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Leading Israeli museum since 1978, located on the Tel Aviv University campus. It has permanent and interactive displays of Jewish life, culture, and history, as well as temporary exhibits. It also maintains a research center with visual archives, a genealogical database documenting the Jewish communities of Europe and the world, and a Jewish music center.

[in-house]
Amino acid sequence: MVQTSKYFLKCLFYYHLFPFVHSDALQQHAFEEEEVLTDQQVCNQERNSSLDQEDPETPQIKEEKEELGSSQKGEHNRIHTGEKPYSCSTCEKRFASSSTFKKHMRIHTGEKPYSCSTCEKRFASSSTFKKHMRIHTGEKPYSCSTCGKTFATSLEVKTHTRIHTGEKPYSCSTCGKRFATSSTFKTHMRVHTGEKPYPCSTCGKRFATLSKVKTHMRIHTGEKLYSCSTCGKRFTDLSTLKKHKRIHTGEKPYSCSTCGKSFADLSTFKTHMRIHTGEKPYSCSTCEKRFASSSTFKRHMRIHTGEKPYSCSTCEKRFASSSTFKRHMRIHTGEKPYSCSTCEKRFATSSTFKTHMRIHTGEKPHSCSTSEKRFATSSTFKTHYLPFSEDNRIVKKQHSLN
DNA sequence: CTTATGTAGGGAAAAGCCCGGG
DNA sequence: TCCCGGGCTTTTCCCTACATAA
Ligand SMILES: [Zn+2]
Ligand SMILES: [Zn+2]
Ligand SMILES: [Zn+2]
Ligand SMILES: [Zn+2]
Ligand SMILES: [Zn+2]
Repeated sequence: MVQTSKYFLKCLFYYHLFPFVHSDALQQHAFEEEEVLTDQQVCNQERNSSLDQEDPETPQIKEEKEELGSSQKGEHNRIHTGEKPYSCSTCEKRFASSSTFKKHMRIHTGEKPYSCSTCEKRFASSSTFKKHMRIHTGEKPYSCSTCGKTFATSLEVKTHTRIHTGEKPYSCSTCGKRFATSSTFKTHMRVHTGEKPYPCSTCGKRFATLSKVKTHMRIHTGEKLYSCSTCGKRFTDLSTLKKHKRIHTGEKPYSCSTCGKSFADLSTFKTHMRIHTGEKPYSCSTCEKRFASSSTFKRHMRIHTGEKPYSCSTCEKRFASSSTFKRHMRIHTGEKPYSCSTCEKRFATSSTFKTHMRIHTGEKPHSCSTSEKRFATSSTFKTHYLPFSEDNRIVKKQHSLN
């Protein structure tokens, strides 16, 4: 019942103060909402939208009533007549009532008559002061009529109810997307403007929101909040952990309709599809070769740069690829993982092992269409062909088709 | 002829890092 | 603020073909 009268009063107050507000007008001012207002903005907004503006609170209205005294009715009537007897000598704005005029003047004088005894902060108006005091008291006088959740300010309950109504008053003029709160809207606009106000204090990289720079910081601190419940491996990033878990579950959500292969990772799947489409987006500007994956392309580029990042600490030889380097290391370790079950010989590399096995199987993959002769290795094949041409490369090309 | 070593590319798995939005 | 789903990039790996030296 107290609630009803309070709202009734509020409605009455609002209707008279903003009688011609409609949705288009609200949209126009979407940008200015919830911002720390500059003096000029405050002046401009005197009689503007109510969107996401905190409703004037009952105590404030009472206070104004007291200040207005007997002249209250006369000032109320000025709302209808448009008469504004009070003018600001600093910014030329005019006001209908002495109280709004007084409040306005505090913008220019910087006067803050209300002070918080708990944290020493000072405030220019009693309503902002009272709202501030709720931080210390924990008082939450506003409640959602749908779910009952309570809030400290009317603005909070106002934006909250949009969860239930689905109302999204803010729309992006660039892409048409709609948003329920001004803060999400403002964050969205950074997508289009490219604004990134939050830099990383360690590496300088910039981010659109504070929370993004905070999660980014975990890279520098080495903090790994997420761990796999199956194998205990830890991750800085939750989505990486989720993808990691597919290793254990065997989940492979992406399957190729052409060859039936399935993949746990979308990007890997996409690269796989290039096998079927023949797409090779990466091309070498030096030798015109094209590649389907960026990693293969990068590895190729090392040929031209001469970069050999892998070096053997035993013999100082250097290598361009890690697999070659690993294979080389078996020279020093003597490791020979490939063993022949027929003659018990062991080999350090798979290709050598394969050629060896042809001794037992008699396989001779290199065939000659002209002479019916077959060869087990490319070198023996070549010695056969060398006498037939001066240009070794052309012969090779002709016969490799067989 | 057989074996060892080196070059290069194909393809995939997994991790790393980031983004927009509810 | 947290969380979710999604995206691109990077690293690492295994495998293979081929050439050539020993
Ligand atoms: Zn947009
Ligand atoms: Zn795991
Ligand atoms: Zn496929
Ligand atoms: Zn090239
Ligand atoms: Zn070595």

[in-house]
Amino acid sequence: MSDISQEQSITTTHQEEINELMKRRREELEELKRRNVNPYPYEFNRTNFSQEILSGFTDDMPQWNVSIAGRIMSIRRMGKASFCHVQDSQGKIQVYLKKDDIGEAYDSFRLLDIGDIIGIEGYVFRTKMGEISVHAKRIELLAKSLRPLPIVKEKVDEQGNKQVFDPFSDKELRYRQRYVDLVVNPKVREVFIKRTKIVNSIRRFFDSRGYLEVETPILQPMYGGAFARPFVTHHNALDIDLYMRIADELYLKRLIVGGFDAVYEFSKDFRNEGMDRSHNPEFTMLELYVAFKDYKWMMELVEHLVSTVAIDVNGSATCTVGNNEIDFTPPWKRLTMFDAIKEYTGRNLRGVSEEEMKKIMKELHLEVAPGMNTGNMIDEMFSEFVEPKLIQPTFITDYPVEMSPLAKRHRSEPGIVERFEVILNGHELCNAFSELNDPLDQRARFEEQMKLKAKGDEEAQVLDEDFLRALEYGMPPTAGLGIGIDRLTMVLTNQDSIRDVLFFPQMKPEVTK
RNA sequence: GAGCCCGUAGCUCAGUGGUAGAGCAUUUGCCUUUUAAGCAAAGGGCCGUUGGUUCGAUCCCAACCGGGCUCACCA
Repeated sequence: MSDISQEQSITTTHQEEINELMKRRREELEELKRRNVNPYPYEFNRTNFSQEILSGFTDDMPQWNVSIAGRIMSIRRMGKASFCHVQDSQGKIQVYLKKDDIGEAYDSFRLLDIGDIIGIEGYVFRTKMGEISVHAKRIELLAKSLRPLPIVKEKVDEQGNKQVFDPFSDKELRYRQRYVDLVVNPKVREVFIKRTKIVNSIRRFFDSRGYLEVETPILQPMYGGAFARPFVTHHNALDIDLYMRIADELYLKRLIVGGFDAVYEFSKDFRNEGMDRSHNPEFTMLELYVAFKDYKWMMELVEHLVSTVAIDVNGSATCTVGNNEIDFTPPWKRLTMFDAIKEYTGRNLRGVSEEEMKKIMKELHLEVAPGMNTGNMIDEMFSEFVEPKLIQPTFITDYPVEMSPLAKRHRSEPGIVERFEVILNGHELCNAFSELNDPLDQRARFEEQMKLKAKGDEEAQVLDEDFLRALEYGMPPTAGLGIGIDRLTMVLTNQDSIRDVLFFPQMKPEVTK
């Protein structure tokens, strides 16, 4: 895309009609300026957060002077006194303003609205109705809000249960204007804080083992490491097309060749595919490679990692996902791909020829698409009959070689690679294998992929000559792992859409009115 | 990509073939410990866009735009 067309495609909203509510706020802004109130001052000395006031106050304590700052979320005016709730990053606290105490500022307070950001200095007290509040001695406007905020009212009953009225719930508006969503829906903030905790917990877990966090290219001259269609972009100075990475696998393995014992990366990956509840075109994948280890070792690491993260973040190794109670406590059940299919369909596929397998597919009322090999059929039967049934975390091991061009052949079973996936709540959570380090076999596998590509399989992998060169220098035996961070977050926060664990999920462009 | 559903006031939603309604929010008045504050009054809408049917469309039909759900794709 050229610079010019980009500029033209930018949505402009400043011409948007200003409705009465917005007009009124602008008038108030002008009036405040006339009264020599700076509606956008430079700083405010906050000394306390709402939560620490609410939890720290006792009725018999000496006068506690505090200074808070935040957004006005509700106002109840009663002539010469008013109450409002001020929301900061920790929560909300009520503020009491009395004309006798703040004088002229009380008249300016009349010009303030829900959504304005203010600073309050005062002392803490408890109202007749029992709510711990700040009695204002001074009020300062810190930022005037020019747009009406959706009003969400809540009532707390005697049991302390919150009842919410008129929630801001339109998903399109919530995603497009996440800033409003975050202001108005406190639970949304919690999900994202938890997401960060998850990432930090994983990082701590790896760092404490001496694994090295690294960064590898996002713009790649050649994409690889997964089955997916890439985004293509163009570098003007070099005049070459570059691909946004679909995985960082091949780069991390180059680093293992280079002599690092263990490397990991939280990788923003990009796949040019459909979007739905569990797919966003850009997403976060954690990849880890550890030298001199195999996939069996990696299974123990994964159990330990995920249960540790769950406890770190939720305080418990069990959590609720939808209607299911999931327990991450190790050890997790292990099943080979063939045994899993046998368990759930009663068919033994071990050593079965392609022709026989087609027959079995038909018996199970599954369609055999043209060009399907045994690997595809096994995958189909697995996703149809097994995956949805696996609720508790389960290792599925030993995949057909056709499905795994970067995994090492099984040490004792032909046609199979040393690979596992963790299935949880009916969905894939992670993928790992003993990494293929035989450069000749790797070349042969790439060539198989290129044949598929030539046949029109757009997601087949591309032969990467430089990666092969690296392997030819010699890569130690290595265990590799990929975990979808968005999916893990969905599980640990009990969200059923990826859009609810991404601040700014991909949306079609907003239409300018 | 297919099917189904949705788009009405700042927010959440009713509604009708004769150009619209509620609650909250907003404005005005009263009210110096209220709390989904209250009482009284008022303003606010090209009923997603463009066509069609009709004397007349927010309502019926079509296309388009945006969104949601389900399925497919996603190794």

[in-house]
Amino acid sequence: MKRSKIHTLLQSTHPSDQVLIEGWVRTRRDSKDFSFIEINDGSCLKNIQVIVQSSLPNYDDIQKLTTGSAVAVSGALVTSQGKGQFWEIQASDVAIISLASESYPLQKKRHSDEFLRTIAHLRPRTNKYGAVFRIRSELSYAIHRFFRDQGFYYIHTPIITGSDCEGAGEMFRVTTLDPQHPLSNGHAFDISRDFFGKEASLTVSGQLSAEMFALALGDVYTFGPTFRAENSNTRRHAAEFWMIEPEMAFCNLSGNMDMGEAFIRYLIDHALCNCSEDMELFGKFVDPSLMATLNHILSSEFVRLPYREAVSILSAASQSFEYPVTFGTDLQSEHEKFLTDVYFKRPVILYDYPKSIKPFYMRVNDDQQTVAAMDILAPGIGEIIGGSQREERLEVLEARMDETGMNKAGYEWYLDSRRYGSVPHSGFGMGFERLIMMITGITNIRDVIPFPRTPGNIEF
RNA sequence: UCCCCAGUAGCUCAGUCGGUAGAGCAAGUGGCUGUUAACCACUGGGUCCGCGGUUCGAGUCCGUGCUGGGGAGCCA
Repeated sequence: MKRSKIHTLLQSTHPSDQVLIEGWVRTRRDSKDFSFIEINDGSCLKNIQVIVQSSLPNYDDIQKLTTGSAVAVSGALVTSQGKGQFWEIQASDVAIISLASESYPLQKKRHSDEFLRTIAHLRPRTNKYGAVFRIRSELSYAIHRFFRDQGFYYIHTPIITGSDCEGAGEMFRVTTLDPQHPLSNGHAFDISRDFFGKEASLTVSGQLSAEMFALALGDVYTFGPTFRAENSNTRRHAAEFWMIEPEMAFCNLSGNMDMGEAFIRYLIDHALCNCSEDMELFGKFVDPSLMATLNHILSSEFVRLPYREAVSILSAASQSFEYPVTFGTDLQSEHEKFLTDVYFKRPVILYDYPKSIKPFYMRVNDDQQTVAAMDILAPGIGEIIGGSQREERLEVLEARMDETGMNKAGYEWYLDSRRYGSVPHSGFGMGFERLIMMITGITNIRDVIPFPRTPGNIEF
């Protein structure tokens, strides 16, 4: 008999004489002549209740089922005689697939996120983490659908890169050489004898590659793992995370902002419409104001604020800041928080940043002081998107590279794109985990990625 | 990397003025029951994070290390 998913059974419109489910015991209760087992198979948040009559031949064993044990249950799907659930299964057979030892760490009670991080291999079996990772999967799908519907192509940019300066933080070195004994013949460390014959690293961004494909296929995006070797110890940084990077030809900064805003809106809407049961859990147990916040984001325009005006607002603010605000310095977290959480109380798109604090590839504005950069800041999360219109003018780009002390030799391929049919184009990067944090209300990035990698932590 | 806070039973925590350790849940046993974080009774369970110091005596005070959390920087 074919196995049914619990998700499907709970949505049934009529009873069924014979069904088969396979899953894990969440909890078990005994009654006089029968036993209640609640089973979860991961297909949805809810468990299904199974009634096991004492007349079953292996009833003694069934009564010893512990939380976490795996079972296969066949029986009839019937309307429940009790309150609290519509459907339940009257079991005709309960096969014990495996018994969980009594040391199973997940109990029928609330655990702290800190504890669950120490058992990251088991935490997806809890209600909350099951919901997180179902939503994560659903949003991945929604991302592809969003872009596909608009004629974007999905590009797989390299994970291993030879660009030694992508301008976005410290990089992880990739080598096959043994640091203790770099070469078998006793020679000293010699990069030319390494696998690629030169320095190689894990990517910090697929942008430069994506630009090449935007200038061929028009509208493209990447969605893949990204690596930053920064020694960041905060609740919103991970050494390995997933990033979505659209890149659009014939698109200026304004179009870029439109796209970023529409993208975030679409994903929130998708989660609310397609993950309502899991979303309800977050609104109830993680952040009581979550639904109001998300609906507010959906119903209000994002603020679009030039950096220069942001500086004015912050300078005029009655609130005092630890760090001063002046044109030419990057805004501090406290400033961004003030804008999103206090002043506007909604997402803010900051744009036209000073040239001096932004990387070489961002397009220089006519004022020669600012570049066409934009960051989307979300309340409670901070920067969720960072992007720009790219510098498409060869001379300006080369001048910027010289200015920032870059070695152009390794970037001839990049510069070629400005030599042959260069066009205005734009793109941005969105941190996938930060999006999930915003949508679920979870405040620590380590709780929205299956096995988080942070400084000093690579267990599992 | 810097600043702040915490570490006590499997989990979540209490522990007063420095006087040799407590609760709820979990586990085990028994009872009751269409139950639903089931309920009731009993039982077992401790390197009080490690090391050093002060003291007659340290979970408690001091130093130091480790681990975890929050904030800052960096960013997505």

Literally, attachment. Name given to the soul of the deceased, usually evil, which has entered a living person in order to find its salvation. Belief in the transmigration of the soul is ancient; it is mentioned in the Talmud. The books of the Kabbalah gave this belief widespread circulation. Special rites, or exorcism, were prescribed to drive out the evil spirit. By the use of holy names and assurances of salvation, certain “miracle workers” were believed to be capable of inducing the dybbuk to leave. S. Anski made use of the legend in his famous play The Dybbuk.

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